For my money, East Coast Rising shines as a rare, true example of westernised shonen manga done right. There is no artifice to …Rising, with Cloonan giving her natural early inclinations towards manga and Paul Pope a freer reign, yet never losing sight of her individuality in the process. It’s ridiculously fast paced, with the manga format allowing for long, expansive action sequences and multiple double-page spreads. The tones by Vasilis Lolos are superb, adding depth to the art and that extra dab of manganess complimenting Cloonan’s thick, inky lines perfectly.

Set in a future, flooded New York, …Rising is focused on a young boy named Archer who survives the destruction of his original vessel by pirates aboard the feared ship Hoboken. Rescued from the depths by the crew of the La Revancha, Archer reveals that the crew of the Hoboken also stole his map – a map leading to a legendary cache of treasure formerly belonging to a long-dead mayor. With its punk-rock pirates, snapping turtle kaiju, skull-faced death kraken, ship battles and lost treasure, …Rising rollicks along, with perhaps its only flaw being that so many characters are introduced they have a tendency to get lost in the shuffle during its sprawling, lengthy, multi-person chases and battles.

Ending on a major cliffhanger, it’s a true shame the series was never continued, as its bouncy energy, streak of adventure, gorgeous vessel design and overall sense of fun are quite contagious. My own copy is beaten and exposure-yellowed from frequent flip throughs and readings. Cloonan would soon get pretty serious with her writing, for the most part ditching the fun YA shonen aesthetic permeating …Rising. It would return, however, nearly a decade later and prove not only critically welcomed, but commercially viable.

In 2008, Cloonan, Fabio Moon, Gabriel Ba, Raphael Grampa and Vasilis Lolos won the Eisner award for Best Anthology with their self-published comic, 5. I’ve sadly never so much as even glimpsed a copy of and as such am halfway convinced it never existed in the first place, so let’s move on to the next effort by this group (sans Grampa, unfortunately), Pixu, a grey-toned horror graphic novel published by Dark Horse in 2009.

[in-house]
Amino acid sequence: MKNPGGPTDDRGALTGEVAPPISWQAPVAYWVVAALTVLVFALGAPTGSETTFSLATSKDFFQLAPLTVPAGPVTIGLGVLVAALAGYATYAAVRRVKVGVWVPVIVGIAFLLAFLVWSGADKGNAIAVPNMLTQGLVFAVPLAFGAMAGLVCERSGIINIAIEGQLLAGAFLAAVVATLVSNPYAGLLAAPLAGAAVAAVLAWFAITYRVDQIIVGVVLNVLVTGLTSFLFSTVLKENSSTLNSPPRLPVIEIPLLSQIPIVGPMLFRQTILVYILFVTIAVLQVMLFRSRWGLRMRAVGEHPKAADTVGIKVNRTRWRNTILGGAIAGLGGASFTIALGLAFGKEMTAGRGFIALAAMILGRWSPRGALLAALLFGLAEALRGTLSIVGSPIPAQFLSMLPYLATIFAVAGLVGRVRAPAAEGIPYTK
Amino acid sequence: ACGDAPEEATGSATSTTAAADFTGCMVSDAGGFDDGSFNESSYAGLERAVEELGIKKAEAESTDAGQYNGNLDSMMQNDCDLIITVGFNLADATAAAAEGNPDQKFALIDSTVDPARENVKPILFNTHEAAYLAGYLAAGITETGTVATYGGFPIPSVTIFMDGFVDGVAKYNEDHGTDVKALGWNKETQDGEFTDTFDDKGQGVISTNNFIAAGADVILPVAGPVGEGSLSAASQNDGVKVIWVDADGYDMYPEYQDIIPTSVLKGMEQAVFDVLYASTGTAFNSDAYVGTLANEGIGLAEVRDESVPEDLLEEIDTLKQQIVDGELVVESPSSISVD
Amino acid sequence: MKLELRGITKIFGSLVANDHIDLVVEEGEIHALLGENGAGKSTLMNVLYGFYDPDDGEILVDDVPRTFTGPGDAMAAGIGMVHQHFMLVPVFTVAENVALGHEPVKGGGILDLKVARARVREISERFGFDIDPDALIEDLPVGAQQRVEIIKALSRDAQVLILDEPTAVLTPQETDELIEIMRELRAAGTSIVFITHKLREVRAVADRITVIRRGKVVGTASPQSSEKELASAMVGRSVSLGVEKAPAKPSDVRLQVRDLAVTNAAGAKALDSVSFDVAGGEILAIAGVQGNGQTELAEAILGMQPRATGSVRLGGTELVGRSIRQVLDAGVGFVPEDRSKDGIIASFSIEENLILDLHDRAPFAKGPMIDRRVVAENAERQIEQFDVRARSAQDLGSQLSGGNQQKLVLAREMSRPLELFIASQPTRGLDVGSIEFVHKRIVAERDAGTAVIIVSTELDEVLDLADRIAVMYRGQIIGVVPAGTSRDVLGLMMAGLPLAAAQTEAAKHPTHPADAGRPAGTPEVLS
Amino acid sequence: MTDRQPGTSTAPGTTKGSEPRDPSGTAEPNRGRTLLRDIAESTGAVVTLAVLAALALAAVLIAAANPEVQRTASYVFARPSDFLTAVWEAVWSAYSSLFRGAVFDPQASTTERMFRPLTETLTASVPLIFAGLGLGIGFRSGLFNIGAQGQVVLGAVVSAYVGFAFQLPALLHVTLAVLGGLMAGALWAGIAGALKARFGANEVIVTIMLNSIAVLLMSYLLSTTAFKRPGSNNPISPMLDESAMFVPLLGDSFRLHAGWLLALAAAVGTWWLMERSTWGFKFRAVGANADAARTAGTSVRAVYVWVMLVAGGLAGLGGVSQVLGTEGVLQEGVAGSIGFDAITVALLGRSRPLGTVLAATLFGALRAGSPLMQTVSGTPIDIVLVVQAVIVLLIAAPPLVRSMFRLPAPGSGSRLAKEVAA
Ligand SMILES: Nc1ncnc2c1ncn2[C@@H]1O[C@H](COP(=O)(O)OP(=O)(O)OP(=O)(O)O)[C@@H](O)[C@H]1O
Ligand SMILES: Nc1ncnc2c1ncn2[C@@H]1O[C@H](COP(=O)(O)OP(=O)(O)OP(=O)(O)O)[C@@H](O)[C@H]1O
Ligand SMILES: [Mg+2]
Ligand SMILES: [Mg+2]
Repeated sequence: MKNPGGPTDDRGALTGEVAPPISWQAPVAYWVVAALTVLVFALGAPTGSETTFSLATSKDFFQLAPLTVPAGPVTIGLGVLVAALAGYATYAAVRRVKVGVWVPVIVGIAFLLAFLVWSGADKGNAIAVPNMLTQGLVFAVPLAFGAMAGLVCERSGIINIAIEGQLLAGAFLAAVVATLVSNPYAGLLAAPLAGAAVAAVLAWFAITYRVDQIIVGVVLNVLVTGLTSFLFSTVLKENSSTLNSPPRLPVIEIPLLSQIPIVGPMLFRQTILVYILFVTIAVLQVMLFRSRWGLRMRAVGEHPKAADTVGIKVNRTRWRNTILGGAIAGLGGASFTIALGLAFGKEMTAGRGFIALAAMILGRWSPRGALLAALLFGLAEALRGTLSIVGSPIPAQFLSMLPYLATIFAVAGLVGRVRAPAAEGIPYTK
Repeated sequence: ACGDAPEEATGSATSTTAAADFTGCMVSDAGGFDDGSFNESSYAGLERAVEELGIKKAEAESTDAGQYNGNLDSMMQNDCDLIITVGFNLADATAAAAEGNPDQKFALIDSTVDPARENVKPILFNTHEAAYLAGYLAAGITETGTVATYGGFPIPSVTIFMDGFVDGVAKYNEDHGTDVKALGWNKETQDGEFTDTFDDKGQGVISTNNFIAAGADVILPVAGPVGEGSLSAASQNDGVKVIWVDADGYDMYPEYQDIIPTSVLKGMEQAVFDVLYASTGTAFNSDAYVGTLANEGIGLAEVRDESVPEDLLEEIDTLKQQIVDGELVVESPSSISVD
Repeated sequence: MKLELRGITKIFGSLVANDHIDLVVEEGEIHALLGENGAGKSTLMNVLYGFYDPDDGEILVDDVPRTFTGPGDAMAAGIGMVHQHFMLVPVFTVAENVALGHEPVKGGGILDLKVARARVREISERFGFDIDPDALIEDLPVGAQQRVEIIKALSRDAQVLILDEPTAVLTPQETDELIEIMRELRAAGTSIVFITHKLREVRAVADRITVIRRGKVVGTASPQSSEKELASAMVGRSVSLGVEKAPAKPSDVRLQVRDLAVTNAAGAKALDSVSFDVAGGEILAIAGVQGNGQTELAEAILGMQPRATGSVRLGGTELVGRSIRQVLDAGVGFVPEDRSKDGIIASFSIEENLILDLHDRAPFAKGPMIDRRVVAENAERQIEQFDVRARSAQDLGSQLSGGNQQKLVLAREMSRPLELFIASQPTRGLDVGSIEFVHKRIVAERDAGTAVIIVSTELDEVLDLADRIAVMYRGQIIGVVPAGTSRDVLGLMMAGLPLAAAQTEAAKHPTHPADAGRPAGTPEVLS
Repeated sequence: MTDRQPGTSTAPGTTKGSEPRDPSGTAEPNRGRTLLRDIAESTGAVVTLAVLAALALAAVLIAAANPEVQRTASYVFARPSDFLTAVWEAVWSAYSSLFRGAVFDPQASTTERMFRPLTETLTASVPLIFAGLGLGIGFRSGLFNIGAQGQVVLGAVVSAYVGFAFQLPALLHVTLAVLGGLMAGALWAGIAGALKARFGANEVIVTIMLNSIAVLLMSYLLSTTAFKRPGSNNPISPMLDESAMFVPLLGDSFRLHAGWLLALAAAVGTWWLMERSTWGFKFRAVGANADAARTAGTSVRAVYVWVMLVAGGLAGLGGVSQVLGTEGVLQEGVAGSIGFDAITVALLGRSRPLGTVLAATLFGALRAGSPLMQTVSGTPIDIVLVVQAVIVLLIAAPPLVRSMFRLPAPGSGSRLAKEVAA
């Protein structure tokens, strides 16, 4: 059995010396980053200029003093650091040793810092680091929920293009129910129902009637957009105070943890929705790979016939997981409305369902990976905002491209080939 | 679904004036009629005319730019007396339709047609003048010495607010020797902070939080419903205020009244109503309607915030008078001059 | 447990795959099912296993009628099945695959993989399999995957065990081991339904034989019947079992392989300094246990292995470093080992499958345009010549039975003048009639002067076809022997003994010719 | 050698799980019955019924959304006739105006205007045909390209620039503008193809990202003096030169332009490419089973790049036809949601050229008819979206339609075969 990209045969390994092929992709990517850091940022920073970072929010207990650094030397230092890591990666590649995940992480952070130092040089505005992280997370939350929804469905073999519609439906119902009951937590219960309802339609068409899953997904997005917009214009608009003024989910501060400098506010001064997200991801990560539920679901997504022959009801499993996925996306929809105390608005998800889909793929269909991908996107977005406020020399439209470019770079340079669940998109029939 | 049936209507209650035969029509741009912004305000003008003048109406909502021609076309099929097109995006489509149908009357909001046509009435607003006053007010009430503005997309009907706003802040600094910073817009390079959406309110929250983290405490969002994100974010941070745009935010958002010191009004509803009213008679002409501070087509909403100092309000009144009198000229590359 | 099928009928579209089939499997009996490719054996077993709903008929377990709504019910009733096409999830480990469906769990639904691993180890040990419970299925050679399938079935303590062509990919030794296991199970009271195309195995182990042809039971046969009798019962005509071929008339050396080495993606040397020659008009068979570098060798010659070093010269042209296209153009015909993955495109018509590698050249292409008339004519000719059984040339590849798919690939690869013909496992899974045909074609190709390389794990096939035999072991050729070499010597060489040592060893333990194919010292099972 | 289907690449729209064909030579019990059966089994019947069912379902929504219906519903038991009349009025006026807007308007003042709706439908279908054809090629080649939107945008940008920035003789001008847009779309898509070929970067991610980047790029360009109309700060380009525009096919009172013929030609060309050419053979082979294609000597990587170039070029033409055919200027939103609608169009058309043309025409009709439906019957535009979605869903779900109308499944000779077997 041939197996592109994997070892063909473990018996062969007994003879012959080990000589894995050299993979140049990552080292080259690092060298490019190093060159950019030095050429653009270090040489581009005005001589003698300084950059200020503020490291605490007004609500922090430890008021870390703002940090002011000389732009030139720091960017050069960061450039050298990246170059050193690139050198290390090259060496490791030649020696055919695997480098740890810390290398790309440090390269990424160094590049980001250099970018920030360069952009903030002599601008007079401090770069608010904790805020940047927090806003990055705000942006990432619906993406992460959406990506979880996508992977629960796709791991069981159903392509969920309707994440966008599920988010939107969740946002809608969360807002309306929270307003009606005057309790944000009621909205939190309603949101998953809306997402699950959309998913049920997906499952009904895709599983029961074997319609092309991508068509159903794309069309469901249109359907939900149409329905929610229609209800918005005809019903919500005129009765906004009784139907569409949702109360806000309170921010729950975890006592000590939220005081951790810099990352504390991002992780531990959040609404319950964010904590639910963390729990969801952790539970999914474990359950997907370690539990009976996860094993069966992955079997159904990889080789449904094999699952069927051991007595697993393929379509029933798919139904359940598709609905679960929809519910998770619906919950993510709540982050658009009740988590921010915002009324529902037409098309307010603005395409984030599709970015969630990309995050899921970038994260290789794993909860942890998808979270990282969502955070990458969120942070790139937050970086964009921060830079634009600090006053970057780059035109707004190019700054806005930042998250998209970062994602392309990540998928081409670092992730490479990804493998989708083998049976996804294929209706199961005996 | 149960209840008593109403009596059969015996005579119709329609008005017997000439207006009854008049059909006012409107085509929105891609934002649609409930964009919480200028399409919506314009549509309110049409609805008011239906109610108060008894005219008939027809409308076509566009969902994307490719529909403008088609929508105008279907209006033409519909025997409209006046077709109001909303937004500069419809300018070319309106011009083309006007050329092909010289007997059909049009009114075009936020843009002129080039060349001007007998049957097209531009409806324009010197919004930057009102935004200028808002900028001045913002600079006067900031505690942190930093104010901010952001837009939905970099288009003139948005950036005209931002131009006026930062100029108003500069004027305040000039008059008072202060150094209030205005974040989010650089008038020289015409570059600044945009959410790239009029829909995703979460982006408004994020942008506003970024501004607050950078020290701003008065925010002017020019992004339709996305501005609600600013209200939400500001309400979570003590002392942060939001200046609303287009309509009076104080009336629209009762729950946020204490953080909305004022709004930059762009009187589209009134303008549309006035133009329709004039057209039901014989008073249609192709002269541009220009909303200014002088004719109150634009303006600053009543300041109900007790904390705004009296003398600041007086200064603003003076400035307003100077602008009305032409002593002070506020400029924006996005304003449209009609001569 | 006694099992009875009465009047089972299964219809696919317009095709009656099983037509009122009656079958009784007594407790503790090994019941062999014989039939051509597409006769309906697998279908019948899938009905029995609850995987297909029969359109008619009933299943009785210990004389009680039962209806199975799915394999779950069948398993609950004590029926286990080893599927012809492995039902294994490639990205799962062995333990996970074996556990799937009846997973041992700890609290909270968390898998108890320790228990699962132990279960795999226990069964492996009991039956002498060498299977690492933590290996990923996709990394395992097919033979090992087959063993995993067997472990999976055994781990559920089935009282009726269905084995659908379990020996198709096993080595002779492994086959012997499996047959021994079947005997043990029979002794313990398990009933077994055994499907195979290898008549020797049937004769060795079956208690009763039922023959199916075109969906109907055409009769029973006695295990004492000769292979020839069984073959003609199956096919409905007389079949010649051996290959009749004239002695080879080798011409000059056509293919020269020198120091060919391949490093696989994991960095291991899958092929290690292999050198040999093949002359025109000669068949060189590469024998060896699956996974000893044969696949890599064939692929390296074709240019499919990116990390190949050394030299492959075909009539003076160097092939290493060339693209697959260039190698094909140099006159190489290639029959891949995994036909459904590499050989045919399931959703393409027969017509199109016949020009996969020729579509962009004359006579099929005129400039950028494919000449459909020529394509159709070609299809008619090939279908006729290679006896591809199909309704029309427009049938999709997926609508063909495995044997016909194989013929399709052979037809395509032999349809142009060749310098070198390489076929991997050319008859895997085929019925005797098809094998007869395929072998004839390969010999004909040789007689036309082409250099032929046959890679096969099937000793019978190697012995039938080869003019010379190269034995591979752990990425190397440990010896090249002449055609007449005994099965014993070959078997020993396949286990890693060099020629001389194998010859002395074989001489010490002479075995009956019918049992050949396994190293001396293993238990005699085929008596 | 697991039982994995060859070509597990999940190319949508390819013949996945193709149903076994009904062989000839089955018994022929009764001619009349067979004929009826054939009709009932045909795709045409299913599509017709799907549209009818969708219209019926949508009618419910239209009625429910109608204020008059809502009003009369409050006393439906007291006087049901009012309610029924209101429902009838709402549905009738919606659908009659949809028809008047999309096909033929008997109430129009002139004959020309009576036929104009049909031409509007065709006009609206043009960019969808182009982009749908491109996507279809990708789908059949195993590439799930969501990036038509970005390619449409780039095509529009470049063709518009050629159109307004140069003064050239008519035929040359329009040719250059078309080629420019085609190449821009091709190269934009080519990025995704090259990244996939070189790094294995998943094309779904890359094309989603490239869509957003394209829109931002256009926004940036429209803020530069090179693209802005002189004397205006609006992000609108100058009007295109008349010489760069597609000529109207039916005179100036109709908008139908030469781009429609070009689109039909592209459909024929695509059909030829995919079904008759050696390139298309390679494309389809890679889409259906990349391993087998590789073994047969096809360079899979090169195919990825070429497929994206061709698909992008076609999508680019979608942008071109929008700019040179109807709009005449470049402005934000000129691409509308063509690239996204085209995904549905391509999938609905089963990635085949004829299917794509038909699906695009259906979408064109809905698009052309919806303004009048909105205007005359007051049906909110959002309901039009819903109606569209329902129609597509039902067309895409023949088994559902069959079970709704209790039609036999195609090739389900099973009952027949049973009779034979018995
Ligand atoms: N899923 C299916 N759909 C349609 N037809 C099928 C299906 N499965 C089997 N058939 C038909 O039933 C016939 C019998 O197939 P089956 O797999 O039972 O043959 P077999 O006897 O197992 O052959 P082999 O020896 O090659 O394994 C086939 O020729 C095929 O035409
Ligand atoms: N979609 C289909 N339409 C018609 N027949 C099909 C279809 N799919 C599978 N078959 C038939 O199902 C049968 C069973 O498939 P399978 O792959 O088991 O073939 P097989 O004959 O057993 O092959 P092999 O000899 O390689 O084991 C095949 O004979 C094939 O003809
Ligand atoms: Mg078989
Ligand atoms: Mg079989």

One of the more successful efforts at creating supernatural dread on the comics page, Pixu updates the old weird fiction trope of old houses and institutions as supernatural hotspots. Rather than conjuring strangeness and horror through “alien” creatures/gods of interdimensional origin, as in the work of Lovecraft and Hope Hodgson for example, in Pixu the horror is still supernatural and rooted on site but instead manifests itself in very human ways – obsessions with cleanliness, compulsive behaviours, fraying relationships, buried secrets and the hidden perversities of its cast.

Set in an old, dank mansion converted into apartments, each creator features his/her own character(s) for the most part of the story, breaking down their characters’ sanity slowly as the exterior evil, shown in inky, splotchy tendrils creeping into panel, and blotches of mould on ceilings, tries to burrow its way not just into the house, but into their souls. Character arcs begin to intertwine as the creepiness ramps up, with death, mutilation and immolation awaiting all.

A wonder of multi-person co-creation, Pixu is surprisingly subtle despite the grisliness of its last third. It becomes something of a Pinhead puzzlebox of a comic, asking readers to bring the dark parts of their own imaginations to the table to help open it up and construct narrative meaning and sense. Multiple explanations and motivations are there for the taking, all depending on just how dark you’re willing to go.

Cloonan’s character, Claire, vomiting on her boyfriend Omar right before she serves him up a bowl of soup filled with shards of her own bloodied fingernails, is just a sliver of the unnerving oddness within this black and white triumph of atmospherics over exposition.